Archive | Art

Charles Bukowski On Writing

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I try to do all of my writing during the week. Songs I’ll write anytime. Poems anytime. But everything else gets pushed away at least once a week. It seems I’m always editing something or getting a blog post together by Sunday evening, but mostly, during the weekends, words are for reading.

Nowadays that means reading the articles I’ve streamlined into my Flipboard feed. I’ve got a pretty big ass phone at this point and it doubles as a very readable, little tablet.

This weekend I came across some news that a new Charles Bukowski book was going to be released. On Writing illuminates the author’s wordcraft with the help of a hitherto undiscovered cache of Buk’s letters.

“If a man truly desires to write, then he will. Rejection and ridicule will only strengthen him …There is no losing in writing, it will make your toes laugh as you sleep, it will make you stride like a tiger, it will fire the eye and put you face to face with death.

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Horror Occult Geekery: The Psychedelic Secret of Dario Argento’s SUSPIRIA

This article contains spoilers for the 1977 film SUSPIRIA.

Watch it.

Preferably while comfortably dosed up on your favourite psychedelic substance.

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I’ve been an ardent fan of the shadowy occult strangeness found in late 70s-early 80s Italian horror flicks for a good chunk of this incarnation, for reasons I used to find hard to fathom.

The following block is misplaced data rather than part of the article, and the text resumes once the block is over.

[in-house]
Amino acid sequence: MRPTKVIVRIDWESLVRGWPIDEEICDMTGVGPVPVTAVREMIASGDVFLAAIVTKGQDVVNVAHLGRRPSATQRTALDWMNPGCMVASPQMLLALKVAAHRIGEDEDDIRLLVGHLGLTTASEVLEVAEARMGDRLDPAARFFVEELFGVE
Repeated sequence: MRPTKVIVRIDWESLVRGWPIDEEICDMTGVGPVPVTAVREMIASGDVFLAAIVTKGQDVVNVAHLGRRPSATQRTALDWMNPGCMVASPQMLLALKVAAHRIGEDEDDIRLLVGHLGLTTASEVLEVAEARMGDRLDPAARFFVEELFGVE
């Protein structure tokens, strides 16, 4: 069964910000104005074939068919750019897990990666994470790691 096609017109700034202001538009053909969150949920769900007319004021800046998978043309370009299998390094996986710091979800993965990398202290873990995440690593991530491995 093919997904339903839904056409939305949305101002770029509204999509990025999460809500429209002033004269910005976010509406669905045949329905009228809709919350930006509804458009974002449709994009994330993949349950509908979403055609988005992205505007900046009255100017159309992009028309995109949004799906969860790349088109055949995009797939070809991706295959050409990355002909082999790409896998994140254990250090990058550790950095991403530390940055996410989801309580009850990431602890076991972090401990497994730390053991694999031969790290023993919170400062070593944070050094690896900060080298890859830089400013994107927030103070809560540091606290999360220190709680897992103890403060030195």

I’ve often felt too that there was some concrete textual core shared between a lot of these movies, specifically the films that came in the wake of the briefly popular “Giallo” subgenre. Giallo, a genre where POV killers adorned with black leather gloves go on fetishised killing sprees as clueless detectives scratch their heads in an artistically blood-spattered wake. In which the camera was the killer.

These post-Giallos, mainly of Argento’s own making, but also the more ethereal Zombie films of Lucio Fulci, i.e. Gates of Hell (aka City of The Living Dead) and The Beyond (aka Seven Doors of Death), seem to share some dark strand of DNA between them.… Read the rest

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Gonzo Box

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I was recently reading a fun UPROXX article about Hunter S. Thompson’s appearing in pop culture. Of course this didn’t include the good doctor’s own contributions to said pop culture. This article mostly talked about biopics like Where the Buffalo Roam, Fear and Loathing in Las Vegas, and The Rum Diaries. But it was also smart enough to mention Spider Jerusalem in the mix and savvy commenters were quick to add Colonel Hunter Gathers from the Venture Bros. cartoon.

I really like all of these Hunter happenings, but nothing beats the man himself. Here’s a bit about the Gonzo Tapes which give us the clearest glimpse we’re likely to get of the mad one’s demons and angels…

…from early missives on the Hells Angels and classic selections from Thompson’s seminal Fear and Loathing in Las Vegas to trenchant 1972 presidential campaign coverage and reportage from the front lines of the Vietnam War.Read the rest

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Salvador Dalí’s Rare, Erotic Vintage Cookbook

dali_lesdinersdegalaSalvador Dali fans, Brain Pickings features your hero’s cookbook, and quite a feast it is: